In the New Mexico desert, Police Sgt. Ben Peterson and his partner find a child wandering in the desert and sooner they discover that giant ants are attacking the locals. FBI agent Robert Graham teams up with Ben and with the support of Dr. Harold Medford and his daughter Dr. Patricia 'Pat' Medford, they destroy the colony of ants in the middle of the desert. Dr. Harold Medford explains that the atomic testing in 1945 developed the dangerous mutant ants. But they also discover that two queen ants have flown away to Los Angeles and they are starting a huge colony in the underground of the city. When a mother reports that her two children are missing, the team and the army have a lead to follow. Will they arrive in time to save the children and destroy the colony?
Claudio Carvalho, Rio de Janeiro, Brazil
This city is under martial law until we annihilate THEM!
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Did You Know?
The B-25H Mitchell bomber transporting the doctors Medford was actually the personal transport for a two-star general. This aircraft was registered as N1203, and was also a camera plane for Catch-22 (1970). The pilot seen taxiing this aircraft in the opening scene appeared to be Paul Mantz, the famous Hollywood movie stunt pilot. He was killed filming the Phoenix P1 airplane seen in The Flight of the Phoenix (1965). See more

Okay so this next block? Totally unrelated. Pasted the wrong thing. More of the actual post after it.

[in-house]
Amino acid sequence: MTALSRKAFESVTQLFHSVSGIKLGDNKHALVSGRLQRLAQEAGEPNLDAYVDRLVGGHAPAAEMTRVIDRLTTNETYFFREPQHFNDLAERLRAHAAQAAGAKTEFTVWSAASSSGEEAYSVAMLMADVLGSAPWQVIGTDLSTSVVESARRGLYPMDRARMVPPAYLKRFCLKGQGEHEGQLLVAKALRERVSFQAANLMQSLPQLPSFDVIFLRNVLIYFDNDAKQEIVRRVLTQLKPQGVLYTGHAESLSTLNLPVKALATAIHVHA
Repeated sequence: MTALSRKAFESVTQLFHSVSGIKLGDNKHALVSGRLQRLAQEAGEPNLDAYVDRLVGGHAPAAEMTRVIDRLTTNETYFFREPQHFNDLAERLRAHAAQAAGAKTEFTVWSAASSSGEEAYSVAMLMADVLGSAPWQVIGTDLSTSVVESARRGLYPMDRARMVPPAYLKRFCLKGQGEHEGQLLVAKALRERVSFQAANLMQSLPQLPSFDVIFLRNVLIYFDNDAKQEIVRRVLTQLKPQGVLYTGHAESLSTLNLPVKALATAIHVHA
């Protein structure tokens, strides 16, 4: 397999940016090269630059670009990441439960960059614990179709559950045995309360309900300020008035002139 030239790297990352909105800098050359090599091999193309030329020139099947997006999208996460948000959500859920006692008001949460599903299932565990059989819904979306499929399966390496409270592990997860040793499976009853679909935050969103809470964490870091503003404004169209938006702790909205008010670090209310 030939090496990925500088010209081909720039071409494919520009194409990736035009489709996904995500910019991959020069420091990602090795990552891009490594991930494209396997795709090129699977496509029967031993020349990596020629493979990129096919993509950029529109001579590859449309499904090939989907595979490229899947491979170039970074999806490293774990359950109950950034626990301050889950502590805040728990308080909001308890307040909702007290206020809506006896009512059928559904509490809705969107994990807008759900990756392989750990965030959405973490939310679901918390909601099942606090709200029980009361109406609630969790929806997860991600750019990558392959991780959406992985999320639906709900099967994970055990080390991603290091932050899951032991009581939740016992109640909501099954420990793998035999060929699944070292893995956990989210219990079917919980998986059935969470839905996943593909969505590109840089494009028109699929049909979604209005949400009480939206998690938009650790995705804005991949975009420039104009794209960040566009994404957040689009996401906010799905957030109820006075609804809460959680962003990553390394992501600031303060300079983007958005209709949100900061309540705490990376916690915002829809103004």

During the first ant encounter, Dr Harold Medford tells the policemen to aim for its antennae, saying, "HE's helpless without them!" Later, he (correctly) explains that most ants are female, the rare males dying shortly after fertilizing the queen when a new nest is established. See more
General, I'll make a deal with you. You make me a sergeant in charge of the booze and I'll enlist. Make me a sergeant in charge of the booze! Make me a sergeant in charge of the booze!
A 2-3 minute segment following the projection sequence was excised from the film in the mid-50s following a lawsuit from a real-life scientist whose name was used in the story for a fictional explanation of atomic energy effects on ants. The scene was removed from the negative and has not been restored though it has turned up in some collector's prints. See more